Mention the words ‘performance management’ in most organizations and you get two types of responses, both negative.
- Frontline employees often see performance management as management’s way of controlling people.
- Management often see it as time consuming activity that takes away from getting “real” work done.
Our Revulsion Towards Managing Performance
- I’ve asked many leaders (managers and supervisors) “Why don’t you do performance management?
- Most will talk about how busy things are, the resistance they get from employees, and the pressure from senior people to ‘produce, produce, produce’.
- Then, I’ll ask them, “What is the most important thing your organization has to do?”
- The most common response I receive to this question is, “to put out a product or service to meet customer needs.”
- The last question I ask is, “What is the most important element in producing your product or service?”
- With a little prodding, leaders usually say the “performance of frontline workers.”
So, performance is the key element to produce a product or service, but we don’t want to manage performance! Scary!
- The reasons leaders cite for not managing performance are real.
- Organizational life is more hectic than ever and the pressure to produce in our competitive environment is extreme.
- Frontline employees do resist performance management.
So Why Should We Manage Performance?
Because performance management is the key to:
- Linking organizational and work group goals with each individual’s goals.
- Obtaining employee commitment.
- Maximizing performance.
- Producing the best quality products and services possible!
The basic steps in performance management are really quite simple (again with the “simplicity” thing…):
- The goals of the work are established – performance expectations are set and communicated – we understand what has to be accomplished.
- The scope of the work is laid out – where the work starts and ends – who gives us work and who we give work to – our authority and responsibilities are clear and we understand the decisions we can make about work.
- The standards of performance are established – what an average person could accomplish with the tools and resources required to perform.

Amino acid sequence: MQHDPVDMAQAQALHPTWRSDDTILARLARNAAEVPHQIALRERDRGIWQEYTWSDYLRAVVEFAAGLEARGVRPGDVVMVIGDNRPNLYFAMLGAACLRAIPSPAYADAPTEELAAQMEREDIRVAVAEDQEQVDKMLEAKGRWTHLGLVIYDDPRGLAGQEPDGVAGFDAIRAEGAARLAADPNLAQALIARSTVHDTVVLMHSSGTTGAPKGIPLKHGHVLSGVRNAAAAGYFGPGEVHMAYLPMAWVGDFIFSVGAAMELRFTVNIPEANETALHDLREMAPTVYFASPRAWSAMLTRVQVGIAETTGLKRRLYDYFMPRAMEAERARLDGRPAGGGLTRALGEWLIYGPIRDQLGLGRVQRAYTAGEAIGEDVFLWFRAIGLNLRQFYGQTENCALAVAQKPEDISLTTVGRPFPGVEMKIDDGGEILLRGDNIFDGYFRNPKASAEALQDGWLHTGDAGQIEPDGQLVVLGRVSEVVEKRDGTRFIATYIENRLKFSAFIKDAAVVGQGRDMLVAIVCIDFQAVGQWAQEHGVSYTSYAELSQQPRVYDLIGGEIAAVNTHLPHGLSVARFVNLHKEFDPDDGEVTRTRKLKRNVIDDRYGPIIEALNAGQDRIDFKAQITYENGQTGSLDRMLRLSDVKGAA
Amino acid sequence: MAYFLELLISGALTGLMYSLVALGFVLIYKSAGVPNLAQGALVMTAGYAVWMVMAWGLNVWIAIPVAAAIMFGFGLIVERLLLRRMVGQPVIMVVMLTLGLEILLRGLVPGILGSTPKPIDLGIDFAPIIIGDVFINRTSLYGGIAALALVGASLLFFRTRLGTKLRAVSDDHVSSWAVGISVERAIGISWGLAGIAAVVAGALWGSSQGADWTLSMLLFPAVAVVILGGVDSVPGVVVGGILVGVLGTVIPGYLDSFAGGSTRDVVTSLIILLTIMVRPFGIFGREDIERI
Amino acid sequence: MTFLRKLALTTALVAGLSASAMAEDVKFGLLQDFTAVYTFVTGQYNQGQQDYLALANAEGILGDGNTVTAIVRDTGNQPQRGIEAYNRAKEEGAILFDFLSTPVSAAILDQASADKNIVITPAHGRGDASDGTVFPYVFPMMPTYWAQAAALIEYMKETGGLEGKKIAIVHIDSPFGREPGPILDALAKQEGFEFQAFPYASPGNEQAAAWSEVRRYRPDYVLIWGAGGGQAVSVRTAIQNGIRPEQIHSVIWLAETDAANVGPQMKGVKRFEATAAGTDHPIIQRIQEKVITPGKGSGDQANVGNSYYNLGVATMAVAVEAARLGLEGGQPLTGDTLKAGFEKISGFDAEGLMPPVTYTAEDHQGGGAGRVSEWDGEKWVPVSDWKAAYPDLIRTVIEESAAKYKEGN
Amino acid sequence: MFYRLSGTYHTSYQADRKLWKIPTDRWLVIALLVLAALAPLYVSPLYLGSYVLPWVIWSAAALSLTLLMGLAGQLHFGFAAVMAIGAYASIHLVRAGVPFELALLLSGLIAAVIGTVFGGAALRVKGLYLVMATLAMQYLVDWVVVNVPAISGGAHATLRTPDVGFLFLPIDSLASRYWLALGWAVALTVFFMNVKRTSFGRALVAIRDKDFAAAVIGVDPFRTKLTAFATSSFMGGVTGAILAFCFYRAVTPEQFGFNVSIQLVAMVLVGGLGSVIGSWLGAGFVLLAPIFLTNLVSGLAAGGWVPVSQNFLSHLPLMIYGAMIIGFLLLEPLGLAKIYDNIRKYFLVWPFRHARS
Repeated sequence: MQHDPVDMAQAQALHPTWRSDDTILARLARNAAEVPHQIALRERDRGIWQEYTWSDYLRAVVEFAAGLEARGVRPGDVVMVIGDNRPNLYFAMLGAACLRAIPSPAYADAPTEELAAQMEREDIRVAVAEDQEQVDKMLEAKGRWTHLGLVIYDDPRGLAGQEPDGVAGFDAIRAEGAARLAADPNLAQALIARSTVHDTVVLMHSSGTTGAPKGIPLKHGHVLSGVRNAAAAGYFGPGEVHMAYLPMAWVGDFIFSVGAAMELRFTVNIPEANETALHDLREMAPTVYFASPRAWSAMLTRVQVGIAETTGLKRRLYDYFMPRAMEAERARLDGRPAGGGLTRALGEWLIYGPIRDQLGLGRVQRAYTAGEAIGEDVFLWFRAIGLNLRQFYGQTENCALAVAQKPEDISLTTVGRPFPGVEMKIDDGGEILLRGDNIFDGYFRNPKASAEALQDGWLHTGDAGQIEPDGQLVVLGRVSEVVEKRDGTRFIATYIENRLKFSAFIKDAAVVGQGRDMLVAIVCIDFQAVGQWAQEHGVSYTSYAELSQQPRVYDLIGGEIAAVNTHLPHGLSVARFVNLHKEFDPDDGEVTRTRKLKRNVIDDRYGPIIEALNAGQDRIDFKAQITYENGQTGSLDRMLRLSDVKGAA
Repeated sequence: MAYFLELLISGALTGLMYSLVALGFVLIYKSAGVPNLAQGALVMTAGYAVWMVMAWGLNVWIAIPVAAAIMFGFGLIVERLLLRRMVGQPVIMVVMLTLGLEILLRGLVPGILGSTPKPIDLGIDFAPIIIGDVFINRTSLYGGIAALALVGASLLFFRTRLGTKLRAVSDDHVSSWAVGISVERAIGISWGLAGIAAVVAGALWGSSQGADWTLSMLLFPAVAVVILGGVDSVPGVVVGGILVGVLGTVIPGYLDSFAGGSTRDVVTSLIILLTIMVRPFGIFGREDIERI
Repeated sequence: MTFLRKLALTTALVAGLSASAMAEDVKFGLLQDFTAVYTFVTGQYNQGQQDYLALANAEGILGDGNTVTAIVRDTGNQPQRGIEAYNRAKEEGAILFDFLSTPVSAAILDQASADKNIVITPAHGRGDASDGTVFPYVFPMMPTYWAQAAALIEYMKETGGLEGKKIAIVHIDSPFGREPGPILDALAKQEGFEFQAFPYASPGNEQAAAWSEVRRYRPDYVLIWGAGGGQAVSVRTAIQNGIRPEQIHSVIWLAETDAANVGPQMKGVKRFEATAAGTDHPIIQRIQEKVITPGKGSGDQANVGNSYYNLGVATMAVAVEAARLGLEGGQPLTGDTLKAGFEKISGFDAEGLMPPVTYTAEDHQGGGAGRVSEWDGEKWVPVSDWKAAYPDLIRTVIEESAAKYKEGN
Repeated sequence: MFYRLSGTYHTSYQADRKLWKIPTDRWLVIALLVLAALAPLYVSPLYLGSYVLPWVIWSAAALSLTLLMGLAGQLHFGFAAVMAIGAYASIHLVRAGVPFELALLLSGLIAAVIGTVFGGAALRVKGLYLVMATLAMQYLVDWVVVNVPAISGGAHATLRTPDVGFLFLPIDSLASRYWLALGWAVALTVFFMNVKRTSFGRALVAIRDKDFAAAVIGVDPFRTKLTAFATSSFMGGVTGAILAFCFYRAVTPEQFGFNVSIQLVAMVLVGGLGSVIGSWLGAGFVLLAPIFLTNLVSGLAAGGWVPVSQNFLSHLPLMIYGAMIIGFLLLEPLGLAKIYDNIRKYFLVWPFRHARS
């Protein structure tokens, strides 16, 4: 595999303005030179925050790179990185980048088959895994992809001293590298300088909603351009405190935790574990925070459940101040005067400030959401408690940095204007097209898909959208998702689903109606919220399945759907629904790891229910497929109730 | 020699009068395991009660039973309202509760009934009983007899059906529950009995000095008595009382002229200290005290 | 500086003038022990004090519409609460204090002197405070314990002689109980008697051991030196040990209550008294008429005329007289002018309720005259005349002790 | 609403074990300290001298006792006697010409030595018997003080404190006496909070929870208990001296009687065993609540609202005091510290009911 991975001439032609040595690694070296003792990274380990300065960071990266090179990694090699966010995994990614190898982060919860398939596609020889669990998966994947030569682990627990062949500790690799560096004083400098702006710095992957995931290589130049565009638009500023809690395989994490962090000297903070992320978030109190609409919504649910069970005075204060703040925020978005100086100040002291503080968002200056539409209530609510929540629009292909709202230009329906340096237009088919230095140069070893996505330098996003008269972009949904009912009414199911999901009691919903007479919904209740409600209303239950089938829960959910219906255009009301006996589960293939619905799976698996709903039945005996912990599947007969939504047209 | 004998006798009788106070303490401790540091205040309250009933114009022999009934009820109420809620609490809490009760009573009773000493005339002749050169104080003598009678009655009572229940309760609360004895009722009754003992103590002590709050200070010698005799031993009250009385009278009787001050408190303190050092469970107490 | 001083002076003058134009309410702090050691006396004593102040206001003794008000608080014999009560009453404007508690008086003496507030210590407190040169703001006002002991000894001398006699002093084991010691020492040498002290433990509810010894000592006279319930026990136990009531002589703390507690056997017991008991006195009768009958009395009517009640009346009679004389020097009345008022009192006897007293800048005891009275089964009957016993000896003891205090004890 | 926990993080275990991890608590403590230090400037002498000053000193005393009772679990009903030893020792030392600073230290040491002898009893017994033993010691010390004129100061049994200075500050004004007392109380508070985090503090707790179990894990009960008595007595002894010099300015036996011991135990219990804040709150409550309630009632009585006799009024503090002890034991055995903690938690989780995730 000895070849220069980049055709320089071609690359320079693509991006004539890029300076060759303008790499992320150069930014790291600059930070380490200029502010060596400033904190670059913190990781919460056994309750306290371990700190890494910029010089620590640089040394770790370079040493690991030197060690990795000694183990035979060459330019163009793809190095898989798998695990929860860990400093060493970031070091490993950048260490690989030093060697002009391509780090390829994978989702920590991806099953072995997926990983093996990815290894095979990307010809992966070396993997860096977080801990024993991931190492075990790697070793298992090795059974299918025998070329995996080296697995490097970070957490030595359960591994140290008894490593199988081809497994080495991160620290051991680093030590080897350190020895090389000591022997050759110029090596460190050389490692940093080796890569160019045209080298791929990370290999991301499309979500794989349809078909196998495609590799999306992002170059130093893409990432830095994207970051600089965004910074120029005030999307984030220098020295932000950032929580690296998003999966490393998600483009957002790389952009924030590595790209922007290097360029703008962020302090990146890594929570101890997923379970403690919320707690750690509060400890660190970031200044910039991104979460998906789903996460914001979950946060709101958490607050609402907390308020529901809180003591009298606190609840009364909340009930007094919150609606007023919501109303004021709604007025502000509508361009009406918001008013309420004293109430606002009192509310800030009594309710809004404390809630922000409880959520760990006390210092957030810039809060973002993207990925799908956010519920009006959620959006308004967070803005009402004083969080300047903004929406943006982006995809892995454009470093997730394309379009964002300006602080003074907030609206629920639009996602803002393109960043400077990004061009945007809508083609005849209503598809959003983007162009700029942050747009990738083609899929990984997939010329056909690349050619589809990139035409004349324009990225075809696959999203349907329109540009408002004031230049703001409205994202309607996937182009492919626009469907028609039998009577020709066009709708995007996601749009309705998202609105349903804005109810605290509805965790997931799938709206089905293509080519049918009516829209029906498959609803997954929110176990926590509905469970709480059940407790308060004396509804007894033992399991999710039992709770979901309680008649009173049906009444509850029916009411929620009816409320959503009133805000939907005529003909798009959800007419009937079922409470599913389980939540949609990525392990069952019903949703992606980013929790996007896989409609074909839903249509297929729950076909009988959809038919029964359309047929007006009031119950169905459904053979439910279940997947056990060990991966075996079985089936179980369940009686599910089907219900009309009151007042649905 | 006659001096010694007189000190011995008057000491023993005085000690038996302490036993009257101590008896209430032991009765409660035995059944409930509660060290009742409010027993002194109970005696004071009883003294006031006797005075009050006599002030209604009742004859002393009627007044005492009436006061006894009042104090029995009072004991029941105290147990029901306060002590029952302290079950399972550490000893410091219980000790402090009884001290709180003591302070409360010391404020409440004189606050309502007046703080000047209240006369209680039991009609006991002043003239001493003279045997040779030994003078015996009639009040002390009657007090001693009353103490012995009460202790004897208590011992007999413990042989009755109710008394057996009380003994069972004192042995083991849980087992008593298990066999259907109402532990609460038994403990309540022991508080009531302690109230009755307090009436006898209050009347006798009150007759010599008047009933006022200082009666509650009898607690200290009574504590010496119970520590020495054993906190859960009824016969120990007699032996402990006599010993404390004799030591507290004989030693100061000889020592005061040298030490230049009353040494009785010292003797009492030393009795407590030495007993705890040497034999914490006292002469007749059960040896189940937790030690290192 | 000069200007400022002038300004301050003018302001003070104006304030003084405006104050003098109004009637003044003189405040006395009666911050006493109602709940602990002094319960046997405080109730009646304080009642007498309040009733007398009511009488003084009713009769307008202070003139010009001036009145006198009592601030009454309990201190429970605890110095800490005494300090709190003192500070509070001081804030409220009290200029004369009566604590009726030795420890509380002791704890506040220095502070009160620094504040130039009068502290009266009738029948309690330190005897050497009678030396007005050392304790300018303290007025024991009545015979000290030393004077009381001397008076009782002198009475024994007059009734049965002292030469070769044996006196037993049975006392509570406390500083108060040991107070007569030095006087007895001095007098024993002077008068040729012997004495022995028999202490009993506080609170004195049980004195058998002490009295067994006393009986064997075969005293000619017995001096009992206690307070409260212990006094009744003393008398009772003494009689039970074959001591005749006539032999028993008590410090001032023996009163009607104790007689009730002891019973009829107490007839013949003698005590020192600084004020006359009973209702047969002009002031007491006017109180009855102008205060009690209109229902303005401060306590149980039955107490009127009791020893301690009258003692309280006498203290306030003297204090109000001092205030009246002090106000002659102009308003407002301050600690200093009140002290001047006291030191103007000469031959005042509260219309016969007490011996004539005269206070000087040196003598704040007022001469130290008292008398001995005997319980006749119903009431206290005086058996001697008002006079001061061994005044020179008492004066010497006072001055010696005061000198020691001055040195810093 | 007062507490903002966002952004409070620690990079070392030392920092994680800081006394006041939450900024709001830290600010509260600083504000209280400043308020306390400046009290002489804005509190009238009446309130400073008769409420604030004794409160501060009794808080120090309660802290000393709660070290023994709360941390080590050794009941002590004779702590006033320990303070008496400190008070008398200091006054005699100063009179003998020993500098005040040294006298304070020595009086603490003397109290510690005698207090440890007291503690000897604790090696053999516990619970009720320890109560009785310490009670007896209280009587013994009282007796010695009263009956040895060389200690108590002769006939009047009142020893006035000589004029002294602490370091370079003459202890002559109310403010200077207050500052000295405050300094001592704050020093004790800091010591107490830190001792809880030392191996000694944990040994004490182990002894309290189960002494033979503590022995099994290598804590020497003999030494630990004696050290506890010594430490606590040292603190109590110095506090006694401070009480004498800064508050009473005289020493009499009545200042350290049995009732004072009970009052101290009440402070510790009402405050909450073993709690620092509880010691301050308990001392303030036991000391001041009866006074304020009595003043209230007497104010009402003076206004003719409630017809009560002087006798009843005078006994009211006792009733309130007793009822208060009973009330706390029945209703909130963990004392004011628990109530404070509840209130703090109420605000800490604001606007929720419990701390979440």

- The actions necessary to accomplish the work are outlined.
- Performance measures are developed to determine how work is progressing towards meeting performance goals.
- As performance continues, it is evaluated – measures are used to compare performance to expectations.
- Performance meeting goals, expectations and standards is rewarded; poor performance is corrected.
- I once had a supervisor tell me his job was to tell employees the good things about their work, and my job, as human resources manager, was to tell them the bad things.
- NOT! Performance management is a basic supervisory and managerial responsibility.
- I often ask leaders whether they see performance management as their responsibility.
- Many do not!
- If managing performance is not the primary job of a manager or supervisor, then the question needs to be asked, “Why do we have these positions?“
By developing members of the work group to be completely independent we could eliminate a lot of management and supervision. Some organizations have done this.
- Managers and supervisors can play a powerful and important role in developing quality products and services, if they get involved in the performance of their people.
- What do people require to properly perform their work?
- A clear purpose and direction.
- The skills and knowledge to perform.
- A positive attitude.
- Information about the work, where it comes from and where it goes (each step up to delivery to the ultimate customer).
- Information about the status of work in progress.
- The opportunity to make mistakes, correct them, and learn (learning is a relatively permanent change in behaviour).
- Feedback on their performance so they can self correct.
- Recognition for their work and other rewards.
- A person’s immediate manager or supervisor can play a crucial role in providing these things to people.